Review: ‘Rock of Ages’ at the Workhouse Arts Center

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Rock of Ages is more of a rock concert than a musical. The musical comedy, created by Chris D’Arienzo, is currently running at the Workhouse in Lorton to sold-out audiences, and with good reason. With songs from Journey, Whitesnake, Poison, and much more music from the 80s, the show is a solid ride of hilarious, sexy, face-melting kick-assery from top to bottom.

The cast of Rock of Ages. Photo by Joey Wallen.

Direction for the show was by Jeffrey Davis, and Mary Payne Omohundro served as assistant directer and choreographer. There’s a live band that starts the show off with a rocking guitar solo (Robbie Taylor), leading in to, “Just Like Paradise/Nothin’ But A Good Time,” while the show’s narrator, Lonnie (Michael Omohundro), lays down the groundwork of the story and introduces the main characters.

Most of the show takes place in the Bourbon Room, a Hollywood club run by Dennis Dupree (Joey Olson), where wannabe rock star Drew (Christopher Shaw) is a busboy. Drew meets and instantly falls for Sherrie (Kimberly Geipel), the new girl in town, fresh off the bus from Paola, Kansas.

Geipel and Shaw are perfectly adorable together, playing the should-be lovers who are stuck in the friend zone. They sing some amazing duets throughout the show, and “High Enough” is a definite vocal highlight of the show.

But the show is not all rock and love fluff. The club is in danger of being torn down by German real-estate developers, Hertz Klinemann (Kevin Stockwell) and his son Franz (Harrison Lee). Lee is hilarious as the reluctant villain, struggling under his father’s thumb, and surprises the audience with his emotive rendition of “Hit Me with Your Best Shot” (no spoilers).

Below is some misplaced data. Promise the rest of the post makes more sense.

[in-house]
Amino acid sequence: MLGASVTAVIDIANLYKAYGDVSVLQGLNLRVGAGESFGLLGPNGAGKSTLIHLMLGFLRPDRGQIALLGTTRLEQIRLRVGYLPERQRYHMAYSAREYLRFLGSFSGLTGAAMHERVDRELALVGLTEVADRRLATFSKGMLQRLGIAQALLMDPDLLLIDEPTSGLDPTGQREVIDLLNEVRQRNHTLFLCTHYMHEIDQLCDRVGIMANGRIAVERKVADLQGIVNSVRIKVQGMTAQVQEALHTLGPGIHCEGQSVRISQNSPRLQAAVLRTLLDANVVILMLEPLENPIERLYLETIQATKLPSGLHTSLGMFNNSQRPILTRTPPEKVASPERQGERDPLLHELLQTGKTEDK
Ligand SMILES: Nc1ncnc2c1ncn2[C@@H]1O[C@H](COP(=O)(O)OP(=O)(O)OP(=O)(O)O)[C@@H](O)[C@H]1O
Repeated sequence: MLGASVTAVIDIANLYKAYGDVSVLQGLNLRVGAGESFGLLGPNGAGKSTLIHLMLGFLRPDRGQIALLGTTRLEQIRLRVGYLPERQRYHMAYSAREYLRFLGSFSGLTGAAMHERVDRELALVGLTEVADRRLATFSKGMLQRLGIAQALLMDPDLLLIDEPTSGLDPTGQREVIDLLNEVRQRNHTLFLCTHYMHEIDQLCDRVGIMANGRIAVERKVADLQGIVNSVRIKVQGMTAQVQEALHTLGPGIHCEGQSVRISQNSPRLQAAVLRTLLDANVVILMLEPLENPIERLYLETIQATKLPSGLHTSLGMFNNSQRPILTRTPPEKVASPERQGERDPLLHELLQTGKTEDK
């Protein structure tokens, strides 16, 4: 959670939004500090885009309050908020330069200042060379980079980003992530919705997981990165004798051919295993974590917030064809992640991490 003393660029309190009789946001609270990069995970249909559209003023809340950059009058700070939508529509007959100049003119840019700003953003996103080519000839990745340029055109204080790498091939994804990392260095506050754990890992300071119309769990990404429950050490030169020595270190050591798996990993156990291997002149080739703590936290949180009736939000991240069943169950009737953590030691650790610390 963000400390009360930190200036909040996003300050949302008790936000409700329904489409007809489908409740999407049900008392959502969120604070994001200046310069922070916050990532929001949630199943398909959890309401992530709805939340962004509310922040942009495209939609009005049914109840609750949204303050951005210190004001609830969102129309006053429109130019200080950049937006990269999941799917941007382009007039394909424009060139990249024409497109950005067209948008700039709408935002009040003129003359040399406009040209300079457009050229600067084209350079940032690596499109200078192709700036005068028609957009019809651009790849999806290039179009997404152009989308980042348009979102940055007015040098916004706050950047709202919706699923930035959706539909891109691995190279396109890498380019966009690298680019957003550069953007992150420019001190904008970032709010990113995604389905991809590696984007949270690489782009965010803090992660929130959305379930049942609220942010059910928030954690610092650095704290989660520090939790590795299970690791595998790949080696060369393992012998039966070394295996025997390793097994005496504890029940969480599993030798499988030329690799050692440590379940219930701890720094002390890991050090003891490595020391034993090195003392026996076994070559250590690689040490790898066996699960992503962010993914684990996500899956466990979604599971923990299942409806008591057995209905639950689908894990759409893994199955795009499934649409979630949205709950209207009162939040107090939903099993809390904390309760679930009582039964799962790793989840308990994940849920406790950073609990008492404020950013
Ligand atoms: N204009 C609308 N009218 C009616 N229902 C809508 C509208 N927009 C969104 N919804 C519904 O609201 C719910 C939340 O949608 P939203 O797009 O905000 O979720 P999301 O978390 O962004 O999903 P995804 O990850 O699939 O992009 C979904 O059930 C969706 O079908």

David Smigelski, Chris Willett, Emesto Perez, David Weinraub, and Robbie Taylor in Rock of Ages. Photo by Joey Wallen.

Fighting against the establishment to save the Bourbon Room and the sex, drugs, and rock-n-roll vibe of the Sunset Strip is Regina (Karissa Swanigan), who forms an unlikely friendship with Franz. Swanigan is quirky and feisty as the dedicated protester, who leads the fight with, “We’re Not Gonna Take It.”

And no love story is complete without its conflict. Stacee Jaxx (Greg Watkins) takes up that mantle. He’s the lead singer for the popular band, Arsenal, and is performing a farewell concert with the band, before starting his solo career. Stacee is as sleazy as he is sexy and oozes his way in between Sherrie and Drew’s budding romance. Watkins has a rich, silken voice and seduces everyone within in earshot when he sings “Wanted Dead or Alive” and “I Want to Know What Love Is.”

The show is filled with surprising twists, falls from grace, and is a constant energy rush sustained by the ensemble, who fill in for various roles. Don’t miss the impressive pole tricks by Kylie Clark and an epic cameo by Arsenal’s new lead singer Joey Primo (Mickey Orange).

With a show like Rock of Ages, the high-points are endless: Omohundro’s Lonnie and Olson’s Dennis sing the hilarious show-stopper, “I Can’t Fight This Feeling” together. And Genevieve Williams, as Justice, leads the Poison favorite, “Every Rose Has Its Thorn.”

The Workhouse’s production of Rock of Ages is a rockin’ good time, and you don’t have to be a child of the ’80s to appreciate the music. The show is definitely not suitable for children, with all of its sex, drugs, and rock-n-roll, but is just what the doctor ordered for the mature population to laugh and let loose.

Running Time: Two hours, including a 15-minute intermission.

Rock of Ages plays through May 20, 2018, at the Workhouse Arts Center Theater (building W-3) – 9518 Workhouse Way, in Lorton, VA. For tickets, call the Workhouse information number (703) 584-2900 or go online.